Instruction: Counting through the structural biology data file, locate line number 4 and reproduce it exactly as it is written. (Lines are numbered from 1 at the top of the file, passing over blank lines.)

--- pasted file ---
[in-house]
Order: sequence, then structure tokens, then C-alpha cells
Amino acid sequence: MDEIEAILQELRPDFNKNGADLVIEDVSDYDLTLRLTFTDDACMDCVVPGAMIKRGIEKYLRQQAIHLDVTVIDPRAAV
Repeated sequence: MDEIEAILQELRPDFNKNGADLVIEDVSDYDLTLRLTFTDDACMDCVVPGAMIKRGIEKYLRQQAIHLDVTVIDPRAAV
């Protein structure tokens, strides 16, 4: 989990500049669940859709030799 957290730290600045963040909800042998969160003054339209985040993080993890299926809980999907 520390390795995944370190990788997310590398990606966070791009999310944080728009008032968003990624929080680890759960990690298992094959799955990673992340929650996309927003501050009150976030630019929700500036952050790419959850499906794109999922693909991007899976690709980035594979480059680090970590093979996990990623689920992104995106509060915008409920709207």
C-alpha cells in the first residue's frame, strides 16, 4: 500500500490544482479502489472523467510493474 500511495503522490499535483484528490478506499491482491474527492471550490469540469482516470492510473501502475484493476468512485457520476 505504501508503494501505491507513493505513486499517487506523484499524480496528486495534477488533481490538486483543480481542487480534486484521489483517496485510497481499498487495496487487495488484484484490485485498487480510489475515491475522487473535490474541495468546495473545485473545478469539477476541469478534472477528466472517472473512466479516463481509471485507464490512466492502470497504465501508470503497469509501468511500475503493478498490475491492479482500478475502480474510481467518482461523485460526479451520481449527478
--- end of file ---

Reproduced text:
Repeated sequence: MDEIEAILQELRPDFNKNGADLVIEDVSDYDLTLRLTFTDDACMDCVVPGAMIKRGIEKYLRQQAIHLDVTVIDPRAAV